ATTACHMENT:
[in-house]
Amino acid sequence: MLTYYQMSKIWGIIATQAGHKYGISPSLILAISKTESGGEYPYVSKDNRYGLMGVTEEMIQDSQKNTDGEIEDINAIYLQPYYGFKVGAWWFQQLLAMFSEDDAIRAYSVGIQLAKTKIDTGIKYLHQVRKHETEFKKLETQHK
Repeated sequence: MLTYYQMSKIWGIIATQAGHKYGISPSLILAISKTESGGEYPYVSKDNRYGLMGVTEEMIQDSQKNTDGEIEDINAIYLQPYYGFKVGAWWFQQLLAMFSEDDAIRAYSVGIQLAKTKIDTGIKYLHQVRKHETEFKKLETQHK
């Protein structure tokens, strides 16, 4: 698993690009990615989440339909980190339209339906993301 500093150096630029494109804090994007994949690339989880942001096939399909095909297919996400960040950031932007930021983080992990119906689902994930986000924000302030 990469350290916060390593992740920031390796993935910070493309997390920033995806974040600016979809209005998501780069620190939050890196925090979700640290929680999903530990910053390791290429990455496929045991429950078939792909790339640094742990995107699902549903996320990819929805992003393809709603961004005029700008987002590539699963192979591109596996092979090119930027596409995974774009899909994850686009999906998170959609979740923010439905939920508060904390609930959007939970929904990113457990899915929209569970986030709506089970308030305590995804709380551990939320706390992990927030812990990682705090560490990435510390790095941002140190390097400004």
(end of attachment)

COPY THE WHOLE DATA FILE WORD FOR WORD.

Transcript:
[in-house]
Amino acid sequence: MLTYYQMSKIWGIIATQAGHKYGISPSLILAISKTESGGEYPYVSKDNRYGLMGVTEEMIQDSQKNTDGEIEDINAIYLQPYYGFKVGAWWFQQLLAMFSEDDAIRAYSVGIQLAKTKIDTGIKYLHQVRKHETEFKKLETQHK
Repeated sequence: MLTYYQMSKIWGIIATQAGHKYGISPSLILAISKTESGGEYPYVSKDNRYGLMGVTEEMIQDSQKNTDGEIEDINAIYLQPYYGFKVGAWWFQQLLAMFSEDDAIRAYSVGIQLAKTKIDTGIKYLHQVRKHETEFKKLETQHK
């Protein structure tokens, strides 16, 4: 698993690009990615989440339909980190339209339906993301 500093150096630029494109804090994007994949690339989880942001096939399909095909297919996400960040950031932007930021983080992990119906689902994930986000924000302030 990469350290916060390593992740920031390796993935910070493309997390920033995806974040600016979809209005998501780069620190939050890196925090979700640290929680999903530990910053390791290429990455496929045991429950078939792909790339640094742990995107699902549903996320990819929805992003393809709603961004005029700008987002590539699963192979591109596996092979090119930027596409995974774009899909994850686009999906998170959609979740923010439905939920508060904390609930959007939970929904990113457990899915929209569970986030709506089970308030305590995804709380551990939320706390992990927030812990990682705090560490990435510390790095941002140190390097400004």